The prevalence of low back pain healthcare visits is greatest in the 45-64 years age group, closely followed by the 18-44 years age group. Together, the 18-64 years age group represents 72% of all low back pain healthcare visits. However, adjusting for the 2013 US census population estimates, healthcare visits for low back pain per 100 persons is highest in the 65 years and over age group, where it is 36.1%. In reviewing the three low back diagnostic categories, back disorders dominate in all age groups. Disc disorders are uncommon in the below 18 years age group, but increase in frequency as the population ages, and are most prevalent in the 45- to 64-ears age group. Back injuries are more common under the age of 45 years (48%), declining to 14% in those 65 years and older. (Reference Table 2A.2.2 PDF CSV)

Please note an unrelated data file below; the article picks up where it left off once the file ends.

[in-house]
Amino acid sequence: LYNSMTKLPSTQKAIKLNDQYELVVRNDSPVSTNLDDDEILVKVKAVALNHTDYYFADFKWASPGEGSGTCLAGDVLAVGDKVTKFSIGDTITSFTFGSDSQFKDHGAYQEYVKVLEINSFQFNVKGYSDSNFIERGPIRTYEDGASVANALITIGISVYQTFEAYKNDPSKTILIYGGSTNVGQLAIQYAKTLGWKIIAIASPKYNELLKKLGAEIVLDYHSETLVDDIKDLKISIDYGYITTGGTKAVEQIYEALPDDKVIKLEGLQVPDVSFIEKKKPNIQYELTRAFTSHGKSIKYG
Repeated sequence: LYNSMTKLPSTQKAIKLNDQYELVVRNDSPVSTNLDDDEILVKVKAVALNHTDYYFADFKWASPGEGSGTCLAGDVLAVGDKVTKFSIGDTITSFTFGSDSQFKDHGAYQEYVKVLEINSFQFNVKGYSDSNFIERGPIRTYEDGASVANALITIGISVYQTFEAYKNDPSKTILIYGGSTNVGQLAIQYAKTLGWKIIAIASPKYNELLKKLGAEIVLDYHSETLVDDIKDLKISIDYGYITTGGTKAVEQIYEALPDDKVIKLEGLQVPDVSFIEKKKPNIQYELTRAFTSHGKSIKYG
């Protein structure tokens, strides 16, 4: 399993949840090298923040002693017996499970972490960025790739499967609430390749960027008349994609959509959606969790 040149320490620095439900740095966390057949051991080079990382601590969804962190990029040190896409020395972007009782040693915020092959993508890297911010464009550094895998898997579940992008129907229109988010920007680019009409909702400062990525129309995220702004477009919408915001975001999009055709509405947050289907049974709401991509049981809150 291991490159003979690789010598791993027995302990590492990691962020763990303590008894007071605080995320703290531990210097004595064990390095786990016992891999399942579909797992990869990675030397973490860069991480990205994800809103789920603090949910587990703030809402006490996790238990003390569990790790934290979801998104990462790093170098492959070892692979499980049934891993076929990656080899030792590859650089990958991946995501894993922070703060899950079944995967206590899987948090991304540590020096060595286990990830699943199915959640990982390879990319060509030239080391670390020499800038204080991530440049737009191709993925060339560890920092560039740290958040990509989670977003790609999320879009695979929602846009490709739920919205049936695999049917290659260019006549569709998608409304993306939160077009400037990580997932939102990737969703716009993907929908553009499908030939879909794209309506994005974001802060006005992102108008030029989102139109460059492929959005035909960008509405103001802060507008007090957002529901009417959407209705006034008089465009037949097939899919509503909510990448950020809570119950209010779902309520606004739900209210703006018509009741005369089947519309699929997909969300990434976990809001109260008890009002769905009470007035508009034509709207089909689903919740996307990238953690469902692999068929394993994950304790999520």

The average age of persons hospitalized in 2013 for low back pain was 61.8 years. This compares to an average age of 47.2 years for persons visiting an emergency department, 49.4 years for visits to outpatient departments, and 54.5 years for visits to a physician. These numbers are essentially unchanged since 2010, with the exception of the average age of persons visiting an emergency department, which increased by 4.5 years. (Reference Table 2A.2.2 PDF CSV)

Low back pain is found more frequently among females than males, with females representing 55% of healthcare resource visits. Back disorders, in particular, are more common in females, while disc disorders and back injuries are recorded similarly between sexes. Over 8 in 10 (84.4%) female healthcare visits in 2013 for low back pain were classified as back disorders, compared to 80.4% for males. This is probably a reflection of the prevalence of spinal stenosis and degenerative spondylolisthesis in both sexes. (Reference Table 2A.2.1 PDF CSV)